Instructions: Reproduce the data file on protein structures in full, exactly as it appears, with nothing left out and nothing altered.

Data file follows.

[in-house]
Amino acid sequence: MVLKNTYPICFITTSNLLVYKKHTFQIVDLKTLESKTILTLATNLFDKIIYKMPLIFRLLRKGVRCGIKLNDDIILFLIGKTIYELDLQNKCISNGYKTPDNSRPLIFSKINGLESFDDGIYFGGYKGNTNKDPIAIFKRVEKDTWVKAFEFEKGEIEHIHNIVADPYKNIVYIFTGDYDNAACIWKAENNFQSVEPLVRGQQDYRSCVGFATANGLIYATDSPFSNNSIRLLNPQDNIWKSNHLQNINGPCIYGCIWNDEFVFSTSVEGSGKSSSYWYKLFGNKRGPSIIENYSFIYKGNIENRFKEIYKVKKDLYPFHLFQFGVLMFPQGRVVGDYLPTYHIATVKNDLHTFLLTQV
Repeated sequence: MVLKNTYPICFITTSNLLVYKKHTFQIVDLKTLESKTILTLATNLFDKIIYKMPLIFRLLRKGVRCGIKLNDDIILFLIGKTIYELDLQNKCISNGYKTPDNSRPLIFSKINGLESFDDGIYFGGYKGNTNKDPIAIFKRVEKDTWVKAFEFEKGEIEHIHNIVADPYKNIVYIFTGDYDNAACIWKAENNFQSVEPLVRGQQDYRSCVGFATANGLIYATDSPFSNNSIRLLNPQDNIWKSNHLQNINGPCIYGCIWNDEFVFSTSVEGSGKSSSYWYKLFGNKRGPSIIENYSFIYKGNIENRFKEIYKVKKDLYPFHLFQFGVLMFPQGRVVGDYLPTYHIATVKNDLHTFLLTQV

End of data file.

[in-house]
Amino acid sequence: MVLKNTYPICFITTSNLLVYKKHTFQIVDLKTLESKTILTLATNLFDKIIYKMPLIFRLLRKGVRCGIKLNDDIILFLIGKTIYELDLQNKCISNGYKTPDNSRPLIFSKINGLESFDDGIYFGGYKGNTNKDPIAIFKRVEKDTWVKAFEFEKGEIEHIHNIVADPYKNIVYIFTGDYDNAACIWKAENNFQSVEPLVRGQQDYRSCVGFATANGLIYATDSPFSNNSIRLLNPQDNIWKSNHLQNINGPCIYGCIWNDEFVFSTSVEGSGKSSSYWYKLFGNKRGPSIIENYSFIYKGNIENRFKEIYKVKKDLYPFHLFQFGVLMFPQGRVVGDYLPTYHIATVKNDLHTFLLTQV
Repeated sequence: MVLKNTYPICFITTSNLLVYKKHTFQIVDLKTLESKTILTLATNLFDKIIYKMPLIFRLLRKGVRCGIKLNDDIILFLIGKTIYELDLQNKCISNGYKTPDNSRPLIFSKINGLESFDDGIYFGGYKGNTNKDPIAIFKRVEKDTWVKAFEFEKGEIEHIHNIVADPYKNIVYIFTGDYDNAACIWKAENNFQSVEPLVRGQQDYRSCVGFATANGLIYATDSPFSNNSIRLLNPQDNIWKSNHLQNINGPCIYGCIWNDEFVFSTSVEGSGKSSSYWYKLFGNKRGPSIIENYSFIYKGNIENRFKEIYKVKKDLYPFHLFQFGVLMFPQGRVVGDYLPTYHIATVKNDLHTFLLTQV